The Christians, Gnostics, and Platonists of late antiquity all shared that era’s dislike of matter and the body. The first part of this book looks at key words like ethos, aiōn, and saeculum. The second part investigates the Neoplatonists, the Platonists of late antiquity. In the writings of Plotinus and Porphyry, Iamblichus and Proclus, the dislike of matter and the body was boldly expressed. The third part shows that Gnosticism was second to none in its insistence that matter and the body were evil. It was elitist, suspicious of the political world, and often filled with an interest in magic and immorality. Simon Magus, Carpocrates, and Valentinus are only a few of the Gnostics who are considered. The last part discovers dislike of matter and the body in the early Christians, although with less consistency to their worldview. It was especially notable in the attempt of Origen and Arius to place God the Son at a lower metaphysical level than God the Father in order to protect God from the evil entity of matter. The desert fathers, the Arians, Ambrose, and Augustine are all included.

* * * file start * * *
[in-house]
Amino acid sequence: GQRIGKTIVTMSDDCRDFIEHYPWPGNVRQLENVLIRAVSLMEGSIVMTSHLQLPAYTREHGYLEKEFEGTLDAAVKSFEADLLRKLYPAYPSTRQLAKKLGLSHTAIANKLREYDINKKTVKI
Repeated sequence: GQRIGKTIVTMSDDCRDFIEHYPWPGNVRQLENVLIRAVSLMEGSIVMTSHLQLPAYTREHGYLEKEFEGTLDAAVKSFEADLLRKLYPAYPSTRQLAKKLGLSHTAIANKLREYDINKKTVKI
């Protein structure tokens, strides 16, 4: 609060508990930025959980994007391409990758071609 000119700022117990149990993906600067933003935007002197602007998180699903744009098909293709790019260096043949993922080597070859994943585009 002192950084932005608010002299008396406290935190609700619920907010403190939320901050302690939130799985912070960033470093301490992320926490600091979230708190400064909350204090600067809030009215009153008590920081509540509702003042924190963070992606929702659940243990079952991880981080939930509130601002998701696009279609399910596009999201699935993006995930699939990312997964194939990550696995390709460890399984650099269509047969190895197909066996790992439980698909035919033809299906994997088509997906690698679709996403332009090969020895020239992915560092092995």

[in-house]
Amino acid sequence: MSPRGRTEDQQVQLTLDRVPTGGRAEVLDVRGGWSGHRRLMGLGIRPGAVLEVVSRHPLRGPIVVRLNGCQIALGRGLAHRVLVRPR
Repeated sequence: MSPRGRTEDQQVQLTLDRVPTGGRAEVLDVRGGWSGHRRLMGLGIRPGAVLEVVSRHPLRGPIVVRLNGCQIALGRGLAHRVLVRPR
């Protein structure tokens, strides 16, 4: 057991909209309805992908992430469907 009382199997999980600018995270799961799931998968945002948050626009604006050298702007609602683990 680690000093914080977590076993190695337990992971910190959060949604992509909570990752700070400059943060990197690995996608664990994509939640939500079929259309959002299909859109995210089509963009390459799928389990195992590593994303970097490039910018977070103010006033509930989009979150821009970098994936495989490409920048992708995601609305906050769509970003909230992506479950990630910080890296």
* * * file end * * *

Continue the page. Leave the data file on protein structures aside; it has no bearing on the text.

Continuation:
Theodore Sabo is a resident of Washington State and an extraordinary lecturer at North-West University of South Africa. His Ph.D. thesis was on the origins of Eastern Christian mysticism. He has published in Acta Classica and the Journal for Late Antique Religion and Culture.